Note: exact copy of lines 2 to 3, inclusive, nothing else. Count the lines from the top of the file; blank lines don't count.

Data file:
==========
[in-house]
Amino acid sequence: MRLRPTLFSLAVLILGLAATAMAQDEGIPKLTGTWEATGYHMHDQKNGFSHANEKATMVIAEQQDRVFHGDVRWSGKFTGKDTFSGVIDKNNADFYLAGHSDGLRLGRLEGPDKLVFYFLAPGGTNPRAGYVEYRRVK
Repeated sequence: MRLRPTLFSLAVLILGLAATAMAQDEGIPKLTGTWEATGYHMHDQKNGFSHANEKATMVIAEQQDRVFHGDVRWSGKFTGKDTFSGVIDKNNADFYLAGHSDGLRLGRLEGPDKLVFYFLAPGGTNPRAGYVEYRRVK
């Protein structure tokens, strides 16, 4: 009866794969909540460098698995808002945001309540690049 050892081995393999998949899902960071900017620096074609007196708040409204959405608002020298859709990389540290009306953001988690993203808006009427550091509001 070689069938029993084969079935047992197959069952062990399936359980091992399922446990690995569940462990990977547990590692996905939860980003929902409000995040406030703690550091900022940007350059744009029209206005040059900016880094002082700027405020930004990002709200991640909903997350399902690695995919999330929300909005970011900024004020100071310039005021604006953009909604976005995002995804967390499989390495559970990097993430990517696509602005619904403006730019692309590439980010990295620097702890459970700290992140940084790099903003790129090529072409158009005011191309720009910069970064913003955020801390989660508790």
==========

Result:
Amino acid sequence: MRLRPTLFSLAVLILGLAATAMAQDEGIPKLTGTWEATGYHMHDQKNGFSHANEKATMVIAEQQDRVFHGDVRWSGKFTGKDTFSGVIDKNNADFYLAGHSDGLRLGRLEGPDKLVFYFLAPGGTNPRAGYVEYRRVK
Repeated sequence: MRLRPTLFSLAVLILGLAATAMAQDEGIPKLTGTWEATGYHMHDQKNGFSHANEKATMVIAEQQDRVFHGDVRWSGKFTGKDTFSGVIDKNNADFYLAGHSDGLRLGRLEGPDKLVFYFLAPGGTNPRAGYVEYRRVK